Chromosoma

, Volume 116, Issue 3, pp 259–274 | Cite as

Condensin I binds chromatin early in prophase and displays a highly dynamic association with Drosophila mitotic chromosomes

  • Raquel A. Oliveira
  • Stefan Heidmann
  • Claudio E. Sunkel
Research Article

Abstract

The condensed state of mitotic chromosomes is crucial for faithful genome segregation. Key factors implicated in the formation of mitotic chromosomes are the condensin I and II complexes. In Drosophila, condensin I appears to play a major role in mitotic chromosome organization. To analyze its dynamic behavior, we expressed Barren, a condensin I non-Structural Maintenance of Chromosomes subunit, as a fully functional enhanced green fluorescent protein (EGFP) fusion protein in the female and followed it during early embryonic divisions. We find that, in Drosophila, Barren-EGFP associates with chromatin early in prophase concomitantly with the initiation of chromosome condensation. Barren-EGFP loading starts at the centromeric region from where it spreads distally reaching maximum accumulation at metaphase/early anaphase. Fluorescence Recovery After Photobleaching analysis indicates that most of the bound protein exchanges rapidly with the cytoplasmic pool during prometaphase/metaphase. Taken together, our results suggest that in Drosophila, condensin I is involved in the initial stages of chromosome condensation. Furthermore, the rapid turnover of Barren-EGFP indicates that the mechanism by which condensin I promotes mitotic chromosome organization is inconsistent with a static scaffold model.

Supplementary material

412_2007_97_Fig1_ESM.gif (109 kb)
Supplementary Fig. 1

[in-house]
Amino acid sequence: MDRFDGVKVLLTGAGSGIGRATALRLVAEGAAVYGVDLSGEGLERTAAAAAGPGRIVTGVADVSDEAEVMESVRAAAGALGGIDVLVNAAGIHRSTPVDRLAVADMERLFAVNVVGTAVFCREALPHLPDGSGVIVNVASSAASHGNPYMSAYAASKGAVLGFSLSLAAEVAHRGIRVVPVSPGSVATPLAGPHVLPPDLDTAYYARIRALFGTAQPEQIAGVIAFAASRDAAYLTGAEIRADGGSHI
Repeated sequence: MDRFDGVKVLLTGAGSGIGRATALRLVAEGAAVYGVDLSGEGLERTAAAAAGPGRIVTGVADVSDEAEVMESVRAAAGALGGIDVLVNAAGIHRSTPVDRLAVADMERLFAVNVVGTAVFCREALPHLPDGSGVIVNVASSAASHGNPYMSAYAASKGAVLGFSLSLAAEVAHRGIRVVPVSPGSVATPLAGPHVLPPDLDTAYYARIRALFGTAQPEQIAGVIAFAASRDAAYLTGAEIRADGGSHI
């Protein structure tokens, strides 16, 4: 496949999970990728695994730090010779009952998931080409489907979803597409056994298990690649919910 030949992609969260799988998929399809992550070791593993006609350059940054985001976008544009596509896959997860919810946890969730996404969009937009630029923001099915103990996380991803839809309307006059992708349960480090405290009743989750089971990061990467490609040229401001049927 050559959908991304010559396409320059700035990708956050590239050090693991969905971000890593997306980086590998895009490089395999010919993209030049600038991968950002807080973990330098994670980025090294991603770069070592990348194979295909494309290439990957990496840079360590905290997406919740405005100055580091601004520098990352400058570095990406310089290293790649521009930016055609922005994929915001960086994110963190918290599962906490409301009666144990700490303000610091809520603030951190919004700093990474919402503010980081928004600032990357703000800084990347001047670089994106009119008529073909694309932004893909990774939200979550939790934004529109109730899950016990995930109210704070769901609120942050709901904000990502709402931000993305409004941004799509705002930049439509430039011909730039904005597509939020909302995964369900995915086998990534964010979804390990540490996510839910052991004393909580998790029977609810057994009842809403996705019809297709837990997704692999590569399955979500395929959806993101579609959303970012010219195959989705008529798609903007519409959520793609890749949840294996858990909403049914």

Western Blot analysis of Barren-EGFP protein levels. a A 1–2-h embryo collection of both control and Barren-EGFP expressing embryos was obtained from W1118 and UASP-Barren-EGFP III.1, α-4tub-GAL4-VP16/MKRS females, respectively. Different amounts of extract were loaded to facilitate quantification (corresponding to ten and five embryos). Western blot using a Barren specific antibody detects endogenous Barren in both extracts and ectopically expressed Barren-EGFP in Barren-EGFP embryos. A possible degradation product (asterisk) is also detected. Tubulin was used as loading control. Quantification analyses reveal that Barren-EGFP is expressed ∼1.5-fold above the endogenous levels. b Brains from wild-type larvae, from larvae that express Barren-EGFP in a wild-type background (W;UAS-Barr-GFP III.2, daGal4) and from larvae that express Barren-EGFP in a Barren-mutant background. (W;BarrL305/Df(2L)Exel7077;UAS-Barr-GFP III.2, daGal4) were dissected in PBS and resuspended in SDS sample buffer. Different amounts of extract were loaded to facilitate quantification (corresponding to ten and five brains). Western blot using a Barren-specific antibody detects ectopically expressed Barren-EGFP in similar amounts in brains from larvae that express Barren-EGFP in a mutant-and wild-type context. Endogenous Barren is strongly detected in wild-type brains, but in brains that overexpress Barren-EGFP, the endogenous protein is considerably down-regulated. A possible degradation product (asterisk) is also detected. Tubulin was used as loading control. Quantification analysis reveal that Barren-EGFP is expressed ∼2-fold above the levels detected in wild-type brains (GIF 111 kb)